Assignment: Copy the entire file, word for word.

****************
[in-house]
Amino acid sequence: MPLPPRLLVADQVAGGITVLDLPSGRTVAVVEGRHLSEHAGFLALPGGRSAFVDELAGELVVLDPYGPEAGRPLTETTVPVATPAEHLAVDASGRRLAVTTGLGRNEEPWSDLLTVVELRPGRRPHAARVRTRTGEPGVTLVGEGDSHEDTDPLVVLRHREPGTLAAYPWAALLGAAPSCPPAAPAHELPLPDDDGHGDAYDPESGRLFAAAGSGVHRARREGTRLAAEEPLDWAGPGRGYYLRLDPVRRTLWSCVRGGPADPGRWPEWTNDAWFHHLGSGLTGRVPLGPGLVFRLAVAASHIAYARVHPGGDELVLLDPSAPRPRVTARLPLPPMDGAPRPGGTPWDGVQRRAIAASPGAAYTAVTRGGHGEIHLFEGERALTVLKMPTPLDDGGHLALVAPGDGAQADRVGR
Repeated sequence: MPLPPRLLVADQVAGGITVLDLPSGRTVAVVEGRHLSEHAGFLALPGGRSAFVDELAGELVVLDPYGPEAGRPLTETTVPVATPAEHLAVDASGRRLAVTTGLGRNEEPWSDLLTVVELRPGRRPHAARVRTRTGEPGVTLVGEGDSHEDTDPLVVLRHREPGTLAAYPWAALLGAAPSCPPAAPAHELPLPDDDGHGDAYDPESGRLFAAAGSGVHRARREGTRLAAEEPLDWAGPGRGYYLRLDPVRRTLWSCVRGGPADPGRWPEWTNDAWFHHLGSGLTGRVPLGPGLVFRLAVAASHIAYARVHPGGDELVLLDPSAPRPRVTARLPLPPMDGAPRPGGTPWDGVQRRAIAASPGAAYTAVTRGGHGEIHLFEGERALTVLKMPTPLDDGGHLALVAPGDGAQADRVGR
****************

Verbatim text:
[in-house]
Amino acid sequence: MPLPPRLLVADQVAGGITVLDLPSGRTVAVVEGRHLSEHAGFLALPGGRSAFVDELAGELVVLDPYGPEAGRPLTETTVPVATPAEHLAVDASGRRLAVTTGLGRNEEPWSDLLTVVELRPGRRPHAARVRTRTGEPGVTLVGEGDSHEDTDPLVVLRHREPGTLAAYPWAALLGAAPSCPPAAPAHELPLPDDDGHGDAYDPESGRLFAAAGSGVHRARREGTRLAAEEPLDWAGPGRGYYLRLDPVRRTLWSCVRGGPADPGRWPEWTNDAWFHHLGSGLTGRVPLGPGLVFRLAVAASHIAYARVHPGGDELVLLDPSAPRPRVTARLPLPPMDGAPRPGGTPWDGVQRRAIAASPGAAYTAVTRGGHGEIHLFEGERALTVLKMPTPLDDGGHLALVAPGDGAQADRVGR
Repeated sequence: MPLPPRLLVADQVAGGITVLDLPSGRTVAVVEGRHLSEHAGFLALPGGRSAFVDELAGELVVLDPYGPEAGRPLTETTVPVATPAEHLAVDASGRRLAVTTGLGRNEEPWSDLLTVVELRPGRRPHAARVRTRTGEPGVTLVGEGDSHEDTDPLVVLRHREPGTLAAYPWAALLGAAPSCPPAAPAHELPLPDDDGHGDAYDPESGRLFAAAGSGVHRARREGTRLAAEEPLDWAGPGRGYYLRLDPVRRTLWSCVRGGPADPGRWPEWTNDAWFHHLGSGLTGRVPLGPGLVFRLAVAASHIAYARVHPGGDELVLLDPSAPRPRVTARLPLPPMDGAPRPGGTPWDGVQRRAIAASPGAAYTAVTRGGHGEIHLFEGERALTVLKMPTPLDDGGHLALVAPGDGAQADRVGR